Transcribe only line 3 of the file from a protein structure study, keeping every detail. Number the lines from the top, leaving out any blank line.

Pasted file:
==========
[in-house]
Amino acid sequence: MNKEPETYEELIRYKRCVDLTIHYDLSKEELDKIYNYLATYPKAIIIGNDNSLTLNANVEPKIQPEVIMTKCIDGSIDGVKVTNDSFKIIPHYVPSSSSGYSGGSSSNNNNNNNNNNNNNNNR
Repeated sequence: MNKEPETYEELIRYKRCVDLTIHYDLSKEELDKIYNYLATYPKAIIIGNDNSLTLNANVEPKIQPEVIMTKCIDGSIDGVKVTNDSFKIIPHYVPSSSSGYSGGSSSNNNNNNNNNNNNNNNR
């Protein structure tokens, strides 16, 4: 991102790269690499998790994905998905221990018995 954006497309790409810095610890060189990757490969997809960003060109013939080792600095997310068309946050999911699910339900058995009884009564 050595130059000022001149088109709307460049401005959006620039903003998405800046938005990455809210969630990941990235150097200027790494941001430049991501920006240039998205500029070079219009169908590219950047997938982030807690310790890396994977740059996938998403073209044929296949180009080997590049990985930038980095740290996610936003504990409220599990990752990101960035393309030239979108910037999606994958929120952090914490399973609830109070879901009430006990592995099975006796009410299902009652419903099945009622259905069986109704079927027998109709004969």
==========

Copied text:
Repeated sequence: MNKEPETYEELIRYKRCVDLTIHYDLSKEELDKIYNYLATYPKAIIIGNDNSLTLNANVEPKIQPEVIMTKCIDGSIDGVKVTNDSFKIIPHYVPSSSSGYSGGSSSNNNNNNNNNNNNNNNR